well i'm glad you've re-affirmed your prejudices, but the idea i'm being janus-like is just silly. can you really not see why i might take more issue with say, a self-described anarchist advocating voting, or nationalisation, than one of my workmates? in either case my view on voting or nationalisation is the same, but my arguments are framed differently depending on the assumptions, values etc of the person you're talking to. this isn't duplicity, it's the basis of normal human communication (hence my autism reference). if you simply want to establish debates among anarchists are not "relevant to 99.99% of people today", there's no argument. obviously anarchists are basically irrelevant at present, i think that has little to do with the fact they debate with one another though.
ok, so you are objecting to anarchists talking to one another. i think 'professionalising' is a silly term to use since everything i write is done for free in my spare time, or covertly at work if i'm not too busy. the idea every discussion people have must be lowest common denominator is just silly - i wouldn't go door-knocking with a copy of Capital but i don't think it's worthless (and you've discussed it at length too, so presumably you don't - of course if a workmate wanted to discuss Capital with me i'd use different language, metaphors etc than if i was discussing with another member of the libcom collective who shared much of my understanding already). when people who share basic assumptions and values discuss they can take these shared assumptions for granted, and so the discussion can appear more obscure to outsiders accordingly. that said, nothing i write is purposefully obscure or inaccessible to an interested layman with a reasonable literacy level (which is why i don't tend to write with unexplained references to dead beards and the like, although Iain doing so in the context of a Freedom article isn't as problematic as in outward-looking propaganda).
Quote: well i'm glad you've
don't prejudices stop being prejudices when they are constantly re-affirmed by empirical observation? (yes i know i only see what i want to see etc.. etc...)
Issues like whether voting or nationalisation are worthwhile are far more subjective than the objective and categorical statement you made that the money being used to prop up the banking system is not 'our money' so i'm not sure why you are bringing in inappropriate analogies here (again the irony of the thread having straw man in it is not lost on me) - you were finger wagging me earlier for inappropriately abstracting from the specific to the general remember
yes, pretty much every post and every word that i've written on this thread has been directed at that aim you highlight don't you think - as to this having little to do with the fact they debate with each other of course it's not, but see below for more on this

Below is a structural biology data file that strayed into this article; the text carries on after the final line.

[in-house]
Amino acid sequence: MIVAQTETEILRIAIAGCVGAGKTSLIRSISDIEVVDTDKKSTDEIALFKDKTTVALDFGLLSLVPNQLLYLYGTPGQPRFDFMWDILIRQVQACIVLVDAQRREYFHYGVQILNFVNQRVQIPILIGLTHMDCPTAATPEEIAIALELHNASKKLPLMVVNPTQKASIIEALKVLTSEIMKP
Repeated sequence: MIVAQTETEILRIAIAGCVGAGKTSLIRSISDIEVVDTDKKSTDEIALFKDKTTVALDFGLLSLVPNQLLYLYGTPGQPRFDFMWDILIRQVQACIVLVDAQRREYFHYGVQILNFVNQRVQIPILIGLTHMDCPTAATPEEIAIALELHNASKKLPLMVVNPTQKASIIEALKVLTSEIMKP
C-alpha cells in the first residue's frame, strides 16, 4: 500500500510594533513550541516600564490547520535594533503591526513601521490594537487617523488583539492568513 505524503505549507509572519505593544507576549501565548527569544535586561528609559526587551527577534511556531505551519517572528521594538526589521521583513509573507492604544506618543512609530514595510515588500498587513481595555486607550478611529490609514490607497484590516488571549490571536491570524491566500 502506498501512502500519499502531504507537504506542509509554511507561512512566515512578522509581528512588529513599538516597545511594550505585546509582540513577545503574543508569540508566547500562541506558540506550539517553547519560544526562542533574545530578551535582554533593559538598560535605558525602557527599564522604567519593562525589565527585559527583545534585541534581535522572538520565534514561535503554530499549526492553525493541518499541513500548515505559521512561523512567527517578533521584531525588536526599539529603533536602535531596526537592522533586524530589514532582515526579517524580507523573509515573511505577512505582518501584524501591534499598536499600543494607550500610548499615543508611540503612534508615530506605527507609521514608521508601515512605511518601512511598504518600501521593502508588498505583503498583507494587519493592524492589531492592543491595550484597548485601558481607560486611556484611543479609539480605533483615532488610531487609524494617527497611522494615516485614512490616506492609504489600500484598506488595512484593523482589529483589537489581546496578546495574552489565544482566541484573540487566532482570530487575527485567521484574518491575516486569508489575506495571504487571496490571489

no, i'm pointing out that's all they ever seem to do (i'm sure you can see the distinction between these two things) - and asserting that the reason that's all they ever do is that in the main, other anarchists, lefties or people like me are the only people who have any interest in listening to anarchists
i'm not so sure it's such a silly term as you think, clearly youse all spend and commit a significant amount of your time involved reading and writing about or debating within the ghetto that is anarchism, there is a significant (and admirable, although sometimes somehwat misguide in my opinion) investment made in what you believe in, and like all other professions terms and assumptions are used which make it fairly impenetrable to those outside that clilque - take the example of a desire to do a marx for anarchists pamphlet for example, or your recent thing about syndicalism these are all intensley inward looking and self referential and place other anarchists as the target audience - my use of the term professionalising was not meant to imply i thought you got paid for doing this, which is a plain silly thing to imply, however there are many other aspects of professionalism which are apparent in the anarchist and lefty cliques - i suppose i better add here that this in itself is not an issue and is charactersitic of any professions, hobby/interest groups etc... however it does become an issue (for a movement whose appeal is meant to resonate with the wider working class) when that is pretty much all that goes on - and again i have to add that i accept one of the reasons for this is due to the miniscule resources and numbers (not to mention the sectarianism that seems to run through it) mean they are barely able to reach out beyond their own confines, however this in itself again has to tell us something about the relevance and attractivness of anarchism for normal people
as i said above, your conflating me having an issue with anarchists talking to each other using shared assumptions as short hand for purposes of efficency with anarchists only ever talking to each other
i don't think i implied that you did tend to do these things joseph, my comment was an observation of the tendency to dig further into the ghetto by anarchists and lefties as a whole (whether for reasons of self validation, desire to be accepted, desire to stay in comfort zone, or whatever) - of course there are degrees of this between those involved and some display this tendency more than others, however as a general movement that is what it is characterised by (as you admit yourself in that the anarchist/leftie movement is irrelevant to 99.99% of people)
right, so you think anything